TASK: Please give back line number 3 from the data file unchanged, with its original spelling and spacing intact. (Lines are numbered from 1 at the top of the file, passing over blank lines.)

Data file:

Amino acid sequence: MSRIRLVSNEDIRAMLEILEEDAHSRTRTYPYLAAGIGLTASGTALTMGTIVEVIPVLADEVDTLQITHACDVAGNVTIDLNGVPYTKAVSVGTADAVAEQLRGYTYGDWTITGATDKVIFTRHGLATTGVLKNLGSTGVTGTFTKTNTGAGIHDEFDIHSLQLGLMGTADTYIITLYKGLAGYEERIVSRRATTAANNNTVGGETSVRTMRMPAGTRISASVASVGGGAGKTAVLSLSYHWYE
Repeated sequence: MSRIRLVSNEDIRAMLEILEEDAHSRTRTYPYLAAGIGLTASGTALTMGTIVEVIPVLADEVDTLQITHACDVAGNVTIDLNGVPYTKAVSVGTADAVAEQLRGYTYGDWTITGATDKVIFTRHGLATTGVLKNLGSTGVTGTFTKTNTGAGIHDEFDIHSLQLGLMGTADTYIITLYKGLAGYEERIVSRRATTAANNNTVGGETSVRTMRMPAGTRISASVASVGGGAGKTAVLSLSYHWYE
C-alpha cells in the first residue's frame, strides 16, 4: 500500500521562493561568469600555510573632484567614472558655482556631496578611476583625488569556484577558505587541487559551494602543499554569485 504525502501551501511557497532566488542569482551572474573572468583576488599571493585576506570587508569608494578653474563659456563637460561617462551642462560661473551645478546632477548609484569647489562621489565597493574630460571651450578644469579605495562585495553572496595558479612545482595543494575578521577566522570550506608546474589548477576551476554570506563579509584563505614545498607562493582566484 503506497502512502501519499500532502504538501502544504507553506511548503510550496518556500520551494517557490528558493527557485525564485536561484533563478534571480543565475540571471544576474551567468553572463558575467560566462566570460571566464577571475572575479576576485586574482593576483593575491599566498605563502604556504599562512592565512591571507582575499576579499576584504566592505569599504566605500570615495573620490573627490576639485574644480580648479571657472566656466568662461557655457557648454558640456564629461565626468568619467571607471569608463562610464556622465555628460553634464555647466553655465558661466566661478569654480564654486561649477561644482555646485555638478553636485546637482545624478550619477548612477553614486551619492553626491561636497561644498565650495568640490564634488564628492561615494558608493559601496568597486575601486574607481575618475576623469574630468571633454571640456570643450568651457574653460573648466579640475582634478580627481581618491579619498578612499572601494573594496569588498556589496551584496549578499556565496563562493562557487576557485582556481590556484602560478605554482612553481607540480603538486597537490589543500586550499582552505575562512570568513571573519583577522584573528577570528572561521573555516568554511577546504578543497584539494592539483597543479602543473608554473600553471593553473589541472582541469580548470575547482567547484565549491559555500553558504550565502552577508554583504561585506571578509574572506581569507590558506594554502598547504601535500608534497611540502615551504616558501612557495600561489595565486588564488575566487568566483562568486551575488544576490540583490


C-alpha cells in the first residue's frame, strides 16, 4: 500500500521562493561568469600555510573632484567614472558655482556631496578611476583625488569556484577558505587541487559551494602543499554569485 504525502501551501511557497532566488542569482551572474573572468583576488599571493585576506570587508569608494578653474563659456563637460561617462551642462560661473551645478546632477548609484569647489562621489565597493574630460571651450578644469579605495562585495553572496595558479612545482595543494575578521577566522570550506608546474589548477576551476554570506563579509584563505614545498607562493582566484 503506497502512502501519499500532502504538501502544504507553506511548503510550496518556500520551494517557490528558493527557485525564485536561484533563478534571480543565475540571471544576474551567468553572463558575467560566462566570460571566464577571475572575479576576485586574482593576483593575491599566498605563502604556504599562512592565512591571507582575499576579499576584504566592505569599504566605500570615495573620490573627490576639485574644480580648479571657472566656466568662461557655457557648454558640456564629461565626468568619467571607471569608463562610464556622465555628460553634464555647466553655465558661466566661478569654480564654486561649477561644482555646485555638478553636485546637482545624478550619477548612477553614486551619492553626491561636497561644498565650495568640490564634488564628492561615494558608493559601496568597486575601486574607481575618475576623469574630468571633454571640456570643450568651457574653460573648466579640475582634478580627481581618491579619498578612499572601494573594496569588498556589496551584496549578499556565496563562493562557487576557485582556481590556484602560478605554482612553481607540480603538486597537490589543500586550499582552505575562512570568513571573519583577522584573528577570528572561521573555516568554511577546504578543497584539494592539483597543479602543473608554473600553471593553473589541472582541469580548470575547482567547484565549491559555500553558504550565502552577508554583504561585506571578509574572506581569507590558506594554502598547504601535500608534497611540502615551504616558501612557495600561489595565486588564488575566487568566483562568486551575488544576490540583490